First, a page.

Robert Mugabe isn't known for his subdued taste, and his million-dollar birthday was just as extravagant as people have come to expect.
The ZANU-PF leader saw in his 92nd year with the slaughter of wild animals, including an elephant, which were cooked and served to his guests.
His party took place at an exclusive lodge, spa and golf course in Victoria Falls, and it was estimated to have cost $1million (£648,000). During the celebrations, Mugabe released 91 balloons into the sky with the help of his wife, Grace.
An estimated 20,000 people attended the party at Elephant Hills resort, which was put on to celebrate the birthday of the leader who has been accused of abusing human rights and democracy.
His guests were fed a young elephant, and two buffaloes, two sables and five impalas were also donated to the president by a local landowner. He also threw in a lion and a crocodile to be stuffed as an extra gift for Mugabe. On top of this, 40 cows were offered to the president by two members of his government. A second elephant is going to be shot and given to the Victoria Falls community.
Held a week after his birthday, the celebrations were described as "totally unethical" by wildlife conservationists, and "obscene" by members of the opposition.
"All the money that has been collected to bankroll this obscene jamboree should be immediately channelled towards rehabilitating the collapsed public hospitals, clinics and rural schools in Matebeleland North province," said MDC spokesman Obert Gutu.
Robert Mugabe in pictures
Robert Mugabe in pictures
1/20 Mugabe celebrating his 89th birthday
He spent £400,000 on his celebrations. Mugabe and his supporters tucked into an 89kg cake and 89 cattle were presented to him from the country's central bank. A lot of his country are starving
2/20 Robert Mugabe
Robert Mugabe, 1976
3/20 Mugabe meeting Thatcher
Mugabe said he thought he could 'trust' Thatcher but didn't believe anything Tony Blair said
4/20 Robert Mugabe and David Lange
Zimbabwe's Prime Minister Robert Mugabe (R) welcomes his New-Zealand's counterpart David Lange at Harare airport, 1985
5/20 Robert Mugabe and Indira Gandhi
Robert Mugabe, President of Zimbabwe and Indian Prime Minister Indira Gandhi at the Summit of Non Aligned in New Delhi, 1983
6/20 Robert Mugabe receives the Hunger Project award
Zimbabwe's President Robert Mugabe holds up the Hunger Project award as recipient of the Africa Prize for Leadership 15 September in New York, 1988
7/20 Robert Mugabe and Fidel Castro
Zimbabwe's President Robert Mugabe (L) is greeted in Havana by Cuban President Fidel Castro, 1992
8/20 Robert Mugabe and Bill Clinton
US President Bill Clinton points to items of interest on the White House grounds to President Robert Mugabe of Zimbabwe during his visit, 1995
9/20 On Blair's criticism
"So, Blair keep your England, and let me keep my Zimbabwe"
10/20 Robert Mugabe with his wife and Queen Elizabeth
Britain's Queen Elizabeth with President Mugabe of Zimbabwe and his wife, pose for photographers after being the Queen's guest at Buckingham, 1997
11/20 Robert Mugabe with Nelson Mandela and Sam Nujoma
South African President Nelson Mandela (C) and his counterparts, Zimbabwean President Robert Mugabe (L) and Namibia's Sam Nujoma (R), shake hands after a joint pressconference in Pretoria, 1999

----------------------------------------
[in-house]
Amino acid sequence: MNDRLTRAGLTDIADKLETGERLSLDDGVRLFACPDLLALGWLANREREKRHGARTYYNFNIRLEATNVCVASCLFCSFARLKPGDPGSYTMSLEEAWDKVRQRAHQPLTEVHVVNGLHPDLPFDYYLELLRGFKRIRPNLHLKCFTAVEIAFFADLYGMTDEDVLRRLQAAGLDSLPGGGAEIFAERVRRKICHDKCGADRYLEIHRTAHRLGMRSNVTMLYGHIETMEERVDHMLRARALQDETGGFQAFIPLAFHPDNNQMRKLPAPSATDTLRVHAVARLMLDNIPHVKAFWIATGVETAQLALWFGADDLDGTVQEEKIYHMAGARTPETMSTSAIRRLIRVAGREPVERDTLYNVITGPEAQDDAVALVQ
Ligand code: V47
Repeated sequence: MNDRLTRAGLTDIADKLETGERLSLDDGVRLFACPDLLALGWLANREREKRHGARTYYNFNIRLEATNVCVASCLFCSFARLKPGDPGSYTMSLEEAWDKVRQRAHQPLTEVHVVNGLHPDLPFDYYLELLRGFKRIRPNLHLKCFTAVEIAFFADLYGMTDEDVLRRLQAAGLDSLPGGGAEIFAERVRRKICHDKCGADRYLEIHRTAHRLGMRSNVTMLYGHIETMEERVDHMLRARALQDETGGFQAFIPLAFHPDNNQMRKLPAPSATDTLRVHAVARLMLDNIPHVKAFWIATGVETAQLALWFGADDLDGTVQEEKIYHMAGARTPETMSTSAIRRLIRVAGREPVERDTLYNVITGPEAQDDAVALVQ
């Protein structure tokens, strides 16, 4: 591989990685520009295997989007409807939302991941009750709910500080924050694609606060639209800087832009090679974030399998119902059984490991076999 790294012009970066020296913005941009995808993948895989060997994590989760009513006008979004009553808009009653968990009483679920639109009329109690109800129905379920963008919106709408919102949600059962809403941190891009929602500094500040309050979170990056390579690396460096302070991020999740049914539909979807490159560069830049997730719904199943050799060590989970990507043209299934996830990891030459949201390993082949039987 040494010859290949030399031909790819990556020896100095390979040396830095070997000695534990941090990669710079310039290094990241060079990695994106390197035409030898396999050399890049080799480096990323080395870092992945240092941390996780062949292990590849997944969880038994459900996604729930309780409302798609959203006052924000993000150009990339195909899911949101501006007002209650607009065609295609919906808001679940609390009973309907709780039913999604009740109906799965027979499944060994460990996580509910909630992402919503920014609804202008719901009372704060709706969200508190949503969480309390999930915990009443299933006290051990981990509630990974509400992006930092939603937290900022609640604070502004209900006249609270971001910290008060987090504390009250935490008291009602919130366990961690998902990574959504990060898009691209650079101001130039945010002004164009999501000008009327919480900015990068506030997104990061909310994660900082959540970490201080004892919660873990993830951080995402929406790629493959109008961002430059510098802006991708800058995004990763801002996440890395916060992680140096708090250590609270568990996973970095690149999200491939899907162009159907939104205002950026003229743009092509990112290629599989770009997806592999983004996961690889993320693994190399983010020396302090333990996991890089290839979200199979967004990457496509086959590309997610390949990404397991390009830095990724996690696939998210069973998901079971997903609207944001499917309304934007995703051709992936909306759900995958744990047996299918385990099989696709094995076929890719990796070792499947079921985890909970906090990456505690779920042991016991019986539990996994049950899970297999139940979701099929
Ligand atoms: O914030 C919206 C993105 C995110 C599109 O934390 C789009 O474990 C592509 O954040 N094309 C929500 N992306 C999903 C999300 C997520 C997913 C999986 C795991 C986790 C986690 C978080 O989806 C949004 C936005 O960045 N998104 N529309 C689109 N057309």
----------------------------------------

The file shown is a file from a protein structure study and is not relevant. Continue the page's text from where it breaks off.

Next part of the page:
12/20 Robert Mugabe prays
Zimbabwe's president Robert Mugabe prays at Harare Catholic cathedral church during a special requiem prayer for the late the country's founding father and liberation war hero Joshua Nkomo, 1999
13/20 Robert Mugabe and Idriss Deb
Presidents Idriss Deby of Chad (L) and Robert Mugabe of Zimbabwe attend a tree-planting ceremony on the African Union (AU) square in Ouagadougou, 2004
14/20 A controversial appearance on behalf of Nandos
Colonel Gaddafi sprays Robert Mugabe with water in the TV advert. His role in the spoof was played by a lookalike
15/20 On the West
"Countries such as the U.S. and Britain have taken it upon themselves to decide for us in the developing world, even to interfere in our domestic affairs and to bring about what they call regime change"
16/20 On voting
"Our votes must go together with our guns. After all, any vote we shall have, shall have been the product of the gun. The gun which produces the vote should remain its security officer - its guarantor. The people's votes and the people's guns are always inseparable twins"
17/20 On food aid
"We are not hungry... Why foist this food upon us? We don't want to be choked. We have enough" 1.5 million people were starving in 2005, especially in the drought-stricken south. Food aid became politicised
18/20 On power
"It may be necessary to use methods other than constitutional ones"
19/20 Robert Mugabe with his family
Zimbabwes President Robert Mugabe (R) and his wife Grace (L) with their 24-year-old first-born child and only daughter Bona Mugabe (C) pose after the convocation at MDIS-University of Wales graduation ceremony in Singapore, 2013
20/20 Robert Mugabe votes
Zimbabwe President Robert Mugabe (L) casts his vote by his wife Grace and daughter Bona (R) at a polling booth in a school in Harare, 2013
On top of the animals, seven cakes were also on offer at the party. One of them was in the shape of the African continent, and most of them were the size of a single mattress.
Guests were also treated to a 90-minute speech, in which Mugabe decried American sanctions against Zimbabwe.
The USA "can't have it both ways," he said. "If they want to be friends then they must be friends with us in total and we allow them to have some safaris. But they can't say 'allow our people to visit, allow our people to have safaris, to kill our lions and take safari trophies to America'."
Sounds like there aren't many animals left in Zimbabwe anyway.Reuse content